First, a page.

I rode the bus. After that I took a Taxi from the station to a restaurant where I’d be having my History exam. That was fine—the taxi driver was the only one today who didn’t ask me where I was from, and instead said something about how windy it was just as we were arriving to the place I was going.
After the exam was done I got a Taxi and went to somewhere on the other side of town.
[Edit] If my memory serves me correctly, there was yet another story in this part that I never recorded at the time, because my thoughts at the time were different from what they were now, and the incident didn’t affect me then as much as it might have now. If this /was/ the same day, then there was a transvestite with me in the car when I got in. He was a man dressed as a woman (I have no idea what his gender identity was), but the car was silent as we went to drip him off first, and when he was out, the driver and I exchanged weirded out glances. [/Edit]
I tried to start a conversation with the driver that I could lead into religion. He looked to be at least thirty, unshaven, and heavy, and he somehow turned the conversation about how I was pretty, and that he liked girls who were tall, elegant, humble, pretty, simple… He asked me how old I was, he asked me my name, and while I still managed to turn the conversation towards safer grounds by the end, I still felt disturbed.
[Edit] Again, if this is the same trip, I remember worrying over the fact that we were driving through so many back roads in random neighborhoods. Nothing came of this, but the fact that I worried that I was being taken somewhere isolated for whatever unpleasant reason was a thing. [/Edit]
After that I met up with my Mom, and we went to a Driver’s Ed place. By the end of that I was tired enough that I almost cried when the lady behind the desk turned to me; she’d been half-talking with someone else, the stairs weren’t good enough for my Mom-with-a-bad-back to be with me, and I wound up needing to climb up and down to relay messages and questions. The lady didn’t have a planner-scheduele where she planned anything beyond tomorrow (Friday) or Monday. Hell, even Monday—she said I’d work it over with my instructor tomorrow. She said ‘we can’t plan as far ahead as Wednesday’, when I asked her if coming in on that day would work.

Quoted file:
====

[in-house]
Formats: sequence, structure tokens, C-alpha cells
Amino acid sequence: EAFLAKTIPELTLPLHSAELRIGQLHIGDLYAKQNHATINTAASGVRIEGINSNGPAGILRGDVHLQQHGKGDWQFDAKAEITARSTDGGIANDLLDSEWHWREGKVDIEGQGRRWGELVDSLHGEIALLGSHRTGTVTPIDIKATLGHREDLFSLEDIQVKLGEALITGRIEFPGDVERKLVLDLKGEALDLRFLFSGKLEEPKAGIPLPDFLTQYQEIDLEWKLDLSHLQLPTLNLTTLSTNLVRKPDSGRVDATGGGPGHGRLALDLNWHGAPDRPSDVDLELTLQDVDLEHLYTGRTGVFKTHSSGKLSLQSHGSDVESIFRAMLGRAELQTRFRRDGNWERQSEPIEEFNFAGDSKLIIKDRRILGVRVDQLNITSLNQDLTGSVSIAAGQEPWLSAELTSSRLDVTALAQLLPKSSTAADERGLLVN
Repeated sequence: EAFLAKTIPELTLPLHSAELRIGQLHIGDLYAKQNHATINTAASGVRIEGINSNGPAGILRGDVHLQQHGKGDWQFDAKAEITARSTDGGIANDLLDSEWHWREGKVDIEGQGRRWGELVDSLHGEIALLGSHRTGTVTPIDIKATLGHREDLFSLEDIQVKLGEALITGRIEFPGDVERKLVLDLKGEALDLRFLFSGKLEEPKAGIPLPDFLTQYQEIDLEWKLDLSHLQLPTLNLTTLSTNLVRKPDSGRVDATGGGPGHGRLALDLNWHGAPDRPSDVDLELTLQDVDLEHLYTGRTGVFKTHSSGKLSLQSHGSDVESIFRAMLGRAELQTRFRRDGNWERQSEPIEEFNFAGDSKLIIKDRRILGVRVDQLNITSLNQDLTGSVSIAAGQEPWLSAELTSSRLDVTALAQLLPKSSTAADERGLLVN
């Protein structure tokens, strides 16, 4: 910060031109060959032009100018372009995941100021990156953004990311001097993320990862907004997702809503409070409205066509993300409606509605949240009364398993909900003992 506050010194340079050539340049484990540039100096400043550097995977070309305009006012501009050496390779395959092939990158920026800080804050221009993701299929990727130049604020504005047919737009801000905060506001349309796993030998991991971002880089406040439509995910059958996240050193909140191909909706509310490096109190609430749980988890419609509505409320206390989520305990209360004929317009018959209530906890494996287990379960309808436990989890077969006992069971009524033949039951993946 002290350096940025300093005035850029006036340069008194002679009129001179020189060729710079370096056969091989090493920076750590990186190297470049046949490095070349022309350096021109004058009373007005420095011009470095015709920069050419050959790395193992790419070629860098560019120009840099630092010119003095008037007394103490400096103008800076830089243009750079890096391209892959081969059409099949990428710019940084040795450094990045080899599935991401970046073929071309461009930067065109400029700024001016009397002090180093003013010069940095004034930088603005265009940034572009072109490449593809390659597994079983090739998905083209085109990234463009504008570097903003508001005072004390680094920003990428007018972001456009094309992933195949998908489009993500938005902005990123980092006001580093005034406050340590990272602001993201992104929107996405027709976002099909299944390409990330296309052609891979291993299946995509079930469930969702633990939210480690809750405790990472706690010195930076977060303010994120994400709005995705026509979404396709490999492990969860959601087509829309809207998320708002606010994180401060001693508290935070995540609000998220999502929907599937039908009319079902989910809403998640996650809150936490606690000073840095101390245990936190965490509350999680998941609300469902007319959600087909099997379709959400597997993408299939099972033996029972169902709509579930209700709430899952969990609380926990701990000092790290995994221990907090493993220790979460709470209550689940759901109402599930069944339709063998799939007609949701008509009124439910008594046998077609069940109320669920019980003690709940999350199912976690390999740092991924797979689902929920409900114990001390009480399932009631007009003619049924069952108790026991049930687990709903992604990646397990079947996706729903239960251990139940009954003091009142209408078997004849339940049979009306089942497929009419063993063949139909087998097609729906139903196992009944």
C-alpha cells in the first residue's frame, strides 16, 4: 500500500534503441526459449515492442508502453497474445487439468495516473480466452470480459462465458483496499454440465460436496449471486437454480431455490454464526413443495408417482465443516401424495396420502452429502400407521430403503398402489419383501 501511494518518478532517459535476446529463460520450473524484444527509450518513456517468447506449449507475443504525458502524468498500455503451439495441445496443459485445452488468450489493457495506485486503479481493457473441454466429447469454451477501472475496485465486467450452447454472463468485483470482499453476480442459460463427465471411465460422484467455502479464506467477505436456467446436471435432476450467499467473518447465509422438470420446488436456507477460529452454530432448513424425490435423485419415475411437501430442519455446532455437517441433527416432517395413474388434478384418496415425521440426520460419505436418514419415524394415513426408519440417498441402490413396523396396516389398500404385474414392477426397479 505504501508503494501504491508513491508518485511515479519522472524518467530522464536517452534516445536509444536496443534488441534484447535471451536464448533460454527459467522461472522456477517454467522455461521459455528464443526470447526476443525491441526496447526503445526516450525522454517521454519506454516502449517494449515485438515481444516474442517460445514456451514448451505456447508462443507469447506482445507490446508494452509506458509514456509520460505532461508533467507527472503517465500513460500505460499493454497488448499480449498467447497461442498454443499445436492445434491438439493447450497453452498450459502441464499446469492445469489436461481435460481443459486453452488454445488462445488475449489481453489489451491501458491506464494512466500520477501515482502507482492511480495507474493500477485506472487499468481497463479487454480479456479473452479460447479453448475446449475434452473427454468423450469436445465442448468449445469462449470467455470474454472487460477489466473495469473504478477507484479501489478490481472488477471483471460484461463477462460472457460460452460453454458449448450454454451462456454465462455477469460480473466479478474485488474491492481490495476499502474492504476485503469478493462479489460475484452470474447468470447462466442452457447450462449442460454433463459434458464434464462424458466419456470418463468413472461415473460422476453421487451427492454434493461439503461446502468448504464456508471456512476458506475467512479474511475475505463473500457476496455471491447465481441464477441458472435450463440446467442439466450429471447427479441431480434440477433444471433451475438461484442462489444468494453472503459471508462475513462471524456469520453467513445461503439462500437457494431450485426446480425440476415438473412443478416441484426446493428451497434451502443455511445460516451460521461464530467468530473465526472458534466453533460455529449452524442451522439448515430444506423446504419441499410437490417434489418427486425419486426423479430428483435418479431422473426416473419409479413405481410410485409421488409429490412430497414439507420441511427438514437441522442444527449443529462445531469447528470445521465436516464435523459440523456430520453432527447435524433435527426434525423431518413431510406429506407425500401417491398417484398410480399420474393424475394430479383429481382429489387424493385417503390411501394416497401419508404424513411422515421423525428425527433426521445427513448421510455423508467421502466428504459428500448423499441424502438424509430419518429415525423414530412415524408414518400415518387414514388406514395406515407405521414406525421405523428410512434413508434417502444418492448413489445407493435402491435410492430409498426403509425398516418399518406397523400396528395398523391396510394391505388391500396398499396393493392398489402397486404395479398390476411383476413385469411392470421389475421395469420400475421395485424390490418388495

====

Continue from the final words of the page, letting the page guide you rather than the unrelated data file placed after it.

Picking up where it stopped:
But wait, the subject of race came up, even if it was just in passing: she asked me if I understood Spanish, to know if I’d be able to understand the sheet of stuff the instructor would want me to know by tomorrow. I told her yes.
From there I took a Taxi to the hospital, because I had a couple of things I’ve needed to do for a while. On the Taxi ride there the driver seemed to know the lady he was already busy taking somewhere, and they both asked me where I was from. For a bit of variety, at least this time they asked me if I was from Germany. Or rather, the driver did—the lady was stepping out to check on something at some dry-cleaner’s, and when she got back he said, ‘Hey, -lady’sname-, this girl’s Panamanian! I thought she was German!’
She was, of course, appropriately impressed.
At the hospital’s waiting room there was a girl about eleven or twleve years old, standing with her Mom for a little while while her Mom talked with the receptionist. She looked at me until I looked back at her, whereupon she looked away. When I looked away again she started looking at me again. She stared at me until she left.
And I’ve been asked why I don’t like going out… The reason why I don’t like going out is because I have no way to drive myself. And hell, even if I could it wouldn’t be an escape. Maybe if I did something with friends and with friends only… but the only times I’ve done that I’ve had to at least do bus stops on the way. And if I were in a car, sooner or later I’d need to stop for gas.
It’s a minor reason, but it’s defenitely a quietly significant one: I want to go to the States because there I might be invisible. What more do I need to do to stop being looked at the wrong way here? I’ll never fit in, but at least I don’t want to be seen as a smear of womenflesh. I’m wearing very modest clothes, I don’t wear makeup, my clothes aren’t at all local fashion—if they were, they’d be considerably more revealing, and my paleness would be a blazing streak of white in a sea of browns and tans. Do I need to stop brushing my hair, or something? Should I start wearing clothes that haven’t been washed recently? Wait, no, that wouldn’t work, because then I’d look like a backpacker, and gringas are also backpackers, and gringas are still sexy. Even if they’re book-focused eighteenyearolds who have no intentions of meeting anyone’s gaze.
God damn this. This isn’t right. This shouldn’t have to be happening. I don’t want to go to town tomorrow, because it’s always the same thing with anyone I talk with, be they people I know and people I don’t. Then again, I’m very well aware of the fact that if foreigners aren’t out there getting people acostomed to thier presence, then it will never change.
Why am I talking to strangers in the first place? Because talking with people is the only way I get to teach the Baha’i Faith right now, and while I always get asked the ‘where’re you from’ question, it hasn’t been until today that I’ve been hit on by a taxi driver. Chances are that from now on I’m only speaking with women, though.
God damn this.
… At least the doctor was nice.
Long story short, one way to interpret this is to say that in places where they are a minority, white people are fetishized. Another conclusion to add is that minorities don’t fit in, whatever they are and wherever they are.